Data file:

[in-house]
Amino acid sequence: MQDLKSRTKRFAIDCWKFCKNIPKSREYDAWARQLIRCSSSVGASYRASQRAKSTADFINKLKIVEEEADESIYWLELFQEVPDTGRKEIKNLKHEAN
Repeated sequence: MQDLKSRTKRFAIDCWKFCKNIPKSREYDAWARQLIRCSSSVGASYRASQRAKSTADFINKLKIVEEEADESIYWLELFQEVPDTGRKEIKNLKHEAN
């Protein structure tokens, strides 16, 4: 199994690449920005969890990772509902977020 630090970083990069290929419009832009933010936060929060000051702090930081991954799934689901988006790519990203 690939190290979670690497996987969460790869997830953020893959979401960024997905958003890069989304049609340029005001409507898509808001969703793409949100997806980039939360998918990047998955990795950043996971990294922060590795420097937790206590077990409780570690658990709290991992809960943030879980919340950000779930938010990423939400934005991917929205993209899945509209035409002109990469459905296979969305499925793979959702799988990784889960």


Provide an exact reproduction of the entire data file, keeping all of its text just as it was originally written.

[in-house]
Amino acid sequence: MQDLKSRTKRFAIDCWKFCKNIPKSREYDAWARQLIRCSSSVGASYRASQRAKSTADFINKLKIVEEEADESIYWLELFQEVPDTGRKEIKNLKHEAN
Repeated sequence: MQDLKSRTKRFAIDCWKFCKNIPKSREYDAWARQLIRCSSSVGASYRASQRAKSTADFINKLKIVEEEADESIYWLELFQEVPDTGRKEIKNLKHEAN
């Protein structure tokens, strides 16, 4: 199994690449920005969890990772509902977020 630090970083990069290929419009832009933010936060929060000051702090930081991954799934689901988006790519990203 690939190290979670690497996987969460790869997830953020893959979401960024997905958003890069989304049609340029005001409507898509808001969703793409949100997806980039939360998918990047998955990795950043996971990294922060590795420097937790206590077990409780570690658990709290991992809960943030879980919340950000779930938010990423939400934005991917929205993209899945509209035409002109990469459905296979969305499925793979959702799988990784889960």